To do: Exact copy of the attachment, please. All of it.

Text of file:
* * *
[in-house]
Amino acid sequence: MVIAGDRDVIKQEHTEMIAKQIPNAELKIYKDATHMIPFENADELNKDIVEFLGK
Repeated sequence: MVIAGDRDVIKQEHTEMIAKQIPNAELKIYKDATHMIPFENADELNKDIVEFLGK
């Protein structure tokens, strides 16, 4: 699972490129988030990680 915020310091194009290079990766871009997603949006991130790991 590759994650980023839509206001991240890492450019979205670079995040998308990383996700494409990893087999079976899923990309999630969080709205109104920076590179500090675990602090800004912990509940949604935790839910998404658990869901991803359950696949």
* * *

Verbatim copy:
[in-house]
Amino acid sequence: MVIAGDRDVIKQEHTEMIAKQIPNAELKIYKDATHMIPFENADELNKDIVEFLGK
Repeated sequence: MVIAGDRDVIKQEHTEMIAKQIPNAELKIYKDATHMIPFENADELNKDIVEFLGK
């Protein structure tokens, strides 16, 4: 699972490129988030990680 915020310091194009290079990766871009997603949006991130790991 590759994650980023839509206001991240890492450019979205670079995040998308990383996700494409990893087999079976899923990309999630969080709205109104920076590179500090675990602090800004912990509940949604935790839910998404658990869901991803359950696949």